• Use of additional aids eg floss, fluoride tablets and electric toothbrushes – by recommendation of the dental team only. Chlorhexidine is not recommended unless – see below (if unable to brush teeth, clean mouth with oral sponges moistened with water or diluted chlorhexidine

ORAL COMPLICATIONS (FOR DOSES SEE BNF FOR CHILDREN)

   Prevention Treatment

Mucositis

  • Basic oral care (as above)
  • Basic oral care (as above)
  • Appropriate pain control

Pain

  • Adequate analgesia according to unit policy
  • Adequate analgesia according to unit policy

Candidiasis

  • Basic oral care (clinical decision required. If antifungal agent to be used choose one absorbed from GI tract eg fluconazole or itraconozole
  • Check treatment protocols
  • Nystatin is not recommended
  •  Basic oral care plus (Clinical decision required. If antifungal agent to be used choose one absorbed from GI tract eg fluconazole or itraconozole
  • Check treatment protocols
  • Nystatin is not recommended

Xerostoma

  • Basic oral care
  • Basic oral care
  • Consider saliva stimulants/artificial saliva

Herpes

  • Basic oral care
  • Aciclovir is only recommended as a preventative strategy for herpes simplex in patients undergoing high dose chemotherapy with stem cell transplant
  • Basic oral care plus
  • Mild and/or non-progressive lip lesions: topical aciclovir
  • Moderate/severe and/or progressive lip lesions & for mild/moderate oral lesions: oral aciclovir
  • Severe oral lesions or if oral cannot be tolerated: IV aciclovir

Routine recommended oral care

All Patients HSCT / PBSCI Patients
Oral Assessment Oral Assessment

Baseline assessment on admission but daily OAG* not required unless:

  • baseline deviates from normal
  • neutropenia present
  • mucositis present

Then daily OAG until discharge

Baseline assessment on admission & daily until discharge

Mouth Care Mouth Care

Brush teeth and gums well twice daily with a fluoride toothpaste and soft tooth brush.

+

Daily fluoride supplements

If oral candida develops treat with short courses of oral fluconazole

If herpes simplex develops treat with aciclovir

Brush teeth and gums well twice daily with a fluoride toothpaste and soft tooth brush.

+

Daily fluoride supplements

+

Ambisome 1mg/kg THREE times weekly (Mon/Wed/Fri)

NB: 2mg/kg for HSCT patients

+

Aciclovir prophylaxis as per unit policy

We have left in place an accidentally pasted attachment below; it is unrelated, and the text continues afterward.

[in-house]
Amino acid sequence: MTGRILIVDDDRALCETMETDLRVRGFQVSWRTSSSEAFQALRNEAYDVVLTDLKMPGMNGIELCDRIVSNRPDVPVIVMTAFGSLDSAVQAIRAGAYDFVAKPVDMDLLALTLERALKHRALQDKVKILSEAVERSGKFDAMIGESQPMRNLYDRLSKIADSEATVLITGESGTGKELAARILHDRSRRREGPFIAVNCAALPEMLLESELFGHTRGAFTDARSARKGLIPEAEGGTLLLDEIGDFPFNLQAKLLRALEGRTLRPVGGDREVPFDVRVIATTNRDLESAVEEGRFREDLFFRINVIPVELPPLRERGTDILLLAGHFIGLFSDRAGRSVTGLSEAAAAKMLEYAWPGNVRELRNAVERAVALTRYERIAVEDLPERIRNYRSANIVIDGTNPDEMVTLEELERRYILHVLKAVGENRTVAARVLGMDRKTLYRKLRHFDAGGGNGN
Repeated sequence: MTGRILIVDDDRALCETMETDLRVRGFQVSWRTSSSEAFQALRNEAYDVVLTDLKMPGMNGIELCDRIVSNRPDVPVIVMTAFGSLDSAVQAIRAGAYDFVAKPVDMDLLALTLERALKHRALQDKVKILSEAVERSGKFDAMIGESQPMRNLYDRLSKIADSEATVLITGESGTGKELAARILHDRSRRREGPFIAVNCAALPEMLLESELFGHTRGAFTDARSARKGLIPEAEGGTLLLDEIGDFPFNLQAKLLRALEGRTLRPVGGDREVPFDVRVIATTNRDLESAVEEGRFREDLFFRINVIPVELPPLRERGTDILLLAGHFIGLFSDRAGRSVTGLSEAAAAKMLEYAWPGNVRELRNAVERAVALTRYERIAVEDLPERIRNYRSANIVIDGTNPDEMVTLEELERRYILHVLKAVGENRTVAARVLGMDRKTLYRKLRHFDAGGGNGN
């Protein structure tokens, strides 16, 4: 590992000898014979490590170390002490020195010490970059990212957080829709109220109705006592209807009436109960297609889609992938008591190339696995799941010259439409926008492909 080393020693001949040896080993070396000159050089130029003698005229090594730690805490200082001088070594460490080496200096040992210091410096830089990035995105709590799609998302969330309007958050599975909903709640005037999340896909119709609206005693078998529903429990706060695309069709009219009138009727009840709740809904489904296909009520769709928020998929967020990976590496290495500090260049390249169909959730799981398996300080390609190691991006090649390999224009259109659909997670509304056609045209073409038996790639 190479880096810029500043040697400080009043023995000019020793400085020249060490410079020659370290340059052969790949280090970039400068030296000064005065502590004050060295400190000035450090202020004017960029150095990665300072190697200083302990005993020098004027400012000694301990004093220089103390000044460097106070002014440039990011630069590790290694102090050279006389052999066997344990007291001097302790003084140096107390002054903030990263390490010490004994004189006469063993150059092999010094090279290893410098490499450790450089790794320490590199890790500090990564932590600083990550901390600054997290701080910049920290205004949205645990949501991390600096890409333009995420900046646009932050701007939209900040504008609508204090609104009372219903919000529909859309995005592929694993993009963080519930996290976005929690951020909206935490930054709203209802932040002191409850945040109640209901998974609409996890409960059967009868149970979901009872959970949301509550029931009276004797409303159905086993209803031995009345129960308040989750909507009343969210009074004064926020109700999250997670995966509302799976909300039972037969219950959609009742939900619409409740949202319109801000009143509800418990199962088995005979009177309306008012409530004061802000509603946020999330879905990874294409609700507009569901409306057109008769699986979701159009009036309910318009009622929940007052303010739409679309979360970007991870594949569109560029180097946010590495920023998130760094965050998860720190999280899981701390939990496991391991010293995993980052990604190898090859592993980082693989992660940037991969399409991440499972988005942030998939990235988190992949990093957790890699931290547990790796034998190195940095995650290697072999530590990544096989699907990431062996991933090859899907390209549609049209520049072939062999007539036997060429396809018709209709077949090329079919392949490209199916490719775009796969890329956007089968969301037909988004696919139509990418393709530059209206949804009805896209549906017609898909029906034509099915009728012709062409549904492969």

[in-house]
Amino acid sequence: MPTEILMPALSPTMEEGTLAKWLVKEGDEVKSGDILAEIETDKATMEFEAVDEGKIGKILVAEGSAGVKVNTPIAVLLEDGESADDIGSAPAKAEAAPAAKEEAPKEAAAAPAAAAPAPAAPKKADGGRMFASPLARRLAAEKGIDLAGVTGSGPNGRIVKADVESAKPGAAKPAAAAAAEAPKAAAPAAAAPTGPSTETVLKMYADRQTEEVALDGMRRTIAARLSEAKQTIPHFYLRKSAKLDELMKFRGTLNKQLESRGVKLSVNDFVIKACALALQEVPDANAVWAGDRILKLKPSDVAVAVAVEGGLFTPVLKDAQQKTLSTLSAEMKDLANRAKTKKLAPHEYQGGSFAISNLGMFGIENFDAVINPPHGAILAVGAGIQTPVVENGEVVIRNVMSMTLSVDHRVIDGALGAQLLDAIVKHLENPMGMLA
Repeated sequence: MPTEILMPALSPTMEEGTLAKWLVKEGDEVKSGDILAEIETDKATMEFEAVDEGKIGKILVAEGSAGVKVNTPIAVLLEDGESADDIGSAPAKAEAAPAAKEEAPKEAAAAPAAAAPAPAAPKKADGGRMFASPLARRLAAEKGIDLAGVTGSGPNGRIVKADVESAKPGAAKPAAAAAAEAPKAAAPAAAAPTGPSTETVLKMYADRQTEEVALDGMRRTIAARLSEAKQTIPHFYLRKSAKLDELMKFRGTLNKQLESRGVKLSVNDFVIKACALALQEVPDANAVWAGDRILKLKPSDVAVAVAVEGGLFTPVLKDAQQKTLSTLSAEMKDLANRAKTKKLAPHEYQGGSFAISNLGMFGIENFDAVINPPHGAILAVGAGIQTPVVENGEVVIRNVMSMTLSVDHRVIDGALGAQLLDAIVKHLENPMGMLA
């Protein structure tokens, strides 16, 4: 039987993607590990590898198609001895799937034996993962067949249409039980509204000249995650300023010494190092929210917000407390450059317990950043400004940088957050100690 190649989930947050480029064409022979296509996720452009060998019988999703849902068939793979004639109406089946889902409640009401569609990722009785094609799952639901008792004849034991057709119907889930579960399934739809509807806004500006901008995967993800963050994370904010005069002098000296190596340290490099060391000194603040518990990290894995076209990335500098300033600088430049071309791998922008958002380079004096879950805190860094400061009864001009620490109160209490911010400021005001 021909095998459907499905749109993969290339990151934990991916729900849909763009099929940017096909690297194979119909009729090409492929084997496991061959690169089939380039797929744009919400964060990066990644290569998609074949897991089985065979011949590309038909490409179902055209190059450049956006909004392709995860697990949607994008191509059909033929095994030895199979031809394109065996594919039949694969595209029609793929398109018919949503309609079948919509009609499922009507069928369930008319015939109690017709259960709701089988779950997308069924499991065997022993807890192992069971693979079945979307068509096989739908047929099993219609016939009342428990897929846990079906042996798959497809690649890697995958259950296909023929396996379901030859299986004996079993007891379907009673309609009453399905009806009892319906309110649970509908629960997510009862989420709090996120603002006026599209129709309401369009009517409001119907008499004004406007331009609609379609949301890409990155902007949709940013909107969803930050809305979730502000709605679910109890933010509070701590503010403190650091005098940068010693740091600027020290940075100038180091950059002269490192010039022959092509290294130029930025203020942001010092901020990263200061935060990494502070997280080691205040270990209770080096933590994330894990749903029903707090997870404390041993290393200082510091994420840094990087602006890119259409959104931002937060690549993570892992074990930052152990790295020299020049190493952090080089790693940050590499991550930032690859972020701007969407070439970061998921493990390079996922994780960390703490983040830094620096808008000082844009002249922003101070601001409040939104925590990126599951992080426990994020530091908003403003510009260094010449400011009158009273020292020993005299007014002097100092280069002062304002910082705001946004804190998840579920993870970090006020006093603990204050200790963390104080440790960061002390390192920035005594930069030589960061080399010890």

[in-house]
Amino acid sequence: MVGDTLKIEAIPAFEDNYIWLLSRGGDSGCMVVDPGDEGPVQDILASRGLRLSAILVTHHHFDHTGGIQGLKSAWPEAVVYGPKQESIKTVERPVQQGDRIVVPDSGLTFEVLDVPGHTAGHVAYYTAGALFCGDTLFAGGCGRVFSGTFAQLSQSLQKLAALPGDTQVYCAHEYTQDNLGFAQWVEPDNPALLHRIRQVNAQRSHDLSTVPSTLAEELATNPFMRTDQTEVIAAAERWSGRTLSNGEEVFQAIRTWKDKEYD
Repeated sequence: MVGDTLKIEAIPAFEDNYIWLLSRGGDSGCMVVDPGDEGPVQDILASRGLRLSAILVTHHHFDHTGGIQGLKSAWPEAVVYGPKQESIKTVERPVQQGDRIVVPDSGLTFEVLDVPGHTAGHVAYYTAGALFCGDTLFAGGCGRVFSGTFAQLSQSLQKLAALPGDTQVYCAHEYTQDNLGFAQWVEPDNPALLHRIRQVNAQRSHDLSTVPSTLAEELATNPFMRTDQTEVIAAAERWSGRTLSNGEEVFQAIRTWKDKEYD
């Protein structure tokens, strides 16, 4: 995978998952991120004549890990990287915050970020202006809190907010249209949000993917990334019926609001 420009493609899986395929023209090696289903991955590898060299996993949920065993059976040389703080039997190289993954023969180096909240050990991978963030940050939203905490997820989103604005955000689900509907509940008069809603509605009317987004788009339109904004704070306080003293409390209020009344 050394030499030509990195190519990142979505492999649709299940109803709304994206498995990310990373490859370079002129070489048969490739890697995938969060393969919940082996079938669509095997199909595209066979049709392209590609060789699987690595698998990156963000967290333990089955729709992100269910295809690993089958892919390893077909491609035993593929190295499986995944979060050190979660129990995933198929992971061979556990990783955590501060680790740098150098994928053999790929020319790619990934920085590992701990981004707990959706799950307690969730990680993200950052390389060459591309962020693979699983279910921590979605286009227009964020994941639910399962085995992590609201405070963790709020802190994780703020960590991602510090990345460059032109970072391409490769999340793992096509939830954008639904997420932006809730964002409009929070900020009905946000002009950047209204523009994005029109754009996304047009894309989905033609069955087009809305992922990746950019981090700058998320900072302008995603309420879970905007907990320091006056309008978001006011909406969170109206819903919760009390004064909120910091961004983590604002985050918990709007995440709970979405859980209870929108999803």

Appendix 2: Oral assessment guide for children & young people
Category Method of Assessment 1 2 3

Swallow

Ask the child to swallow or observe the swallowing process. Ask the parent if there are any notable changes.

Normal.
Without difficulty

Difficulty in swallowing

Unable to swallow at all.
Pooling, dribbling of secretions.

Lips and corner of mouth

Observe appearance of tissue

Normal.
Smooth, pink and moist.

Dry, cracked or swollen

Ulcerated or bleeding

Tongue

Observe the appearance of the tongue using a pen-torch to illuminate the oral cavity

Normal.
Firm without fissures
(cracking or splitting) or prominent papilla, pink and moist.

Coated or loss of papillae with a shiny appearance with or without redness and/or oral Candida

Ulcerated, sloughing or cracked

Saliva

Observe consistency and quantity of saliva

Normal.
Thin and watery

Excess amount of saliva, drooling

Thick, ropy or absent

Mucous membrane

Observe the appearance of tissue using a pen-torch to illuminate the oral cavity

Normal.
Pink and moist

Reddened or coated without ulceration and/or oral Candida

Ulceration and sloughing, with or without bleeding

Gingiva

Observe the appearance of tissue using a pen-torch to illuminate the oral cavity

Normal.
Pink or coral with a stippled (dotted) surface. Gum margins tight and well defined, no swelling.

Oedematous with or without redness, smooth

Spontaneous bleeding

Teeth
(If no teeth score 1)

Observe the appearance of teeth using a pen-torch to illuminate the oral cavity

Normal.
Clean and no debris

Plaque or debris in localised areas

Plaque or debris generalised along gum line

Voice

Talk and listen to the child.

Ask the parent if there are any notable changes.

Normal tone and quality when talking or crying

Deeper or raspy

Difficult to talk, cry or not talking at all

Oral assessment guide, 2004 - Adapted from Eilers, J. Berger, A. and Peterson, M. (1988) by GOSH Oral Care Working Party. © GOSH

Appendix 3: Assessment of acute pain in children

Recommendations for the Treatment of Oral Mucositis

  • Appropriate pain control is recommended together with the continuation of good oral hygiene, as tolerated
  • Pain associated with mucositis can be severe. Opiates are required for the control of such pain.
  • Allopurinol mouthwash is not recommended for children receiving cancer treatment other than 5-FU
  • Athough there is no evidence base to support the use of the following for treatment of chemotherapy or radiotherapy induced mucositis in children they may be of benefit to some patients: